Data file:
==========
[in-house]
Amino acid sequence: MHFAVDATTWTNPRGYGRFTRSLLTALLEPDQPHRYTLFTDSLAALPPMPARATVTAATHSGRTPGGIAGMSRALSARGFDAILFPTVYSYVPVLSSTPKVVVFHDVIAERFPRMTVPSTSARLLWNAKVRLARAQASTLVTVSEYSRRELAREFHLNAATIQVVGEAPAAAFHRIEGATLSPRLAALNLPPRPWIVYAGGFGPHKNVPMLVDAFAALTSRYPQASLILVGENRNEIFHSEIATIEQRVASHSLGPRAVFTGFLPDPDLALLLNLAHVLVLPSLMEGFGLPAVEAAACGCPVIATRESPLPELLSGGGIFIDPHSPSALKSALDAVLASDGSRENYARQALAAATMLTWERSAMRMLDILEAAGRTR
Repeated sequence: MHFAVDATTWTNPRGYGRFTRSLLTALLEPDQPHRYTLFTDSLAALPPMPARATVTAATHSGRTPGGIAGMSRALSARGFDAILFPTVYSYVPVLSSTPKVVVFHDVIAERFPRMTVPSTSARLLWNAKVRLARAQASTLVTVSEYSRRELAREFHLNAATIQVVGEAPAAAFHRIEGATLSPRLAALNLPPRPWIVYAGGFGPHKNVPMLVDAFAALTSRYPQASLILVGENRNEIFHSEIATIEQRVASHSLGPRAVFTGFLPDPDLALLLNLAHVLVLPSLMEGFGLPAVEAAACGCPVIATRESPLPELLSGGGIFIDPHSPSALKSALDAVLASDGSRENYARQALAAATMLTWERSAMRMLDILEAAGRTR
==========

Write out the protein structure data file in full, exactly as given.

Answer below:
[in-house]
Amino acid sequence: MHFAVDATTWTNPRGYGRFTRSLLTALLEPDQPHRYTLFTDSLAALPPMPARATVTAATHSGRTPGGIAGMSRALSARGFDAILFPTVYSYVPVLSSTPKVVVFHDVIAERFPRMTVPSTSARLLWNAKVRLARAQASTLVTVSEYSRRELAREFHLNAATIQVVGEAPAAAFHRIEGATLSPRLAALNLPPRPWIVYAGGFGPHKNVPMLVDAFAALTSRYPQASLILVGENRNEIFHSEIATIEQRVASHSLGPRAVFTGFLPDPDLALLLNLAHVLVLPSLMEGFGLPAVEAAACGCPVIATRESPLPELLSGGGIFIDPHSPSALKSALDAVLASDGSRENYARQALAAATMLTWERSAMRMLDILEAAGRTR
Repeated sequence: MHFAVDATTWTNPRGYGRFTRSLLTALLEPDQPHRYTLFTDSLAALPPMPARATVTAATHSGRTPGGIAGMSRALSARGFDAILFPTVYSYVPVLSSTPKVVVFHDVIAERFPRMTVPSTSARLLWNAKVRLARAQASTLVTVSEYSRRELAREFHLNAATIQVVGEAPAAAFHRIEGATLSPRLAALNLPPRPWIVYAGGFGPHKNVPMLVDAFAALTSRYPQASLILVGENRNEIFHSEIATIEQRVASHSLGPRAVFTGFLPDPDLALLLNLAHVLVLPSLMEGFGLPAVEAAACGCPVIATRESPLPELLSGGGIFIDPHSPSALKSALDAVLASDGSRENYARQALAAATMLTWERSAMRMLDILEAAGRTR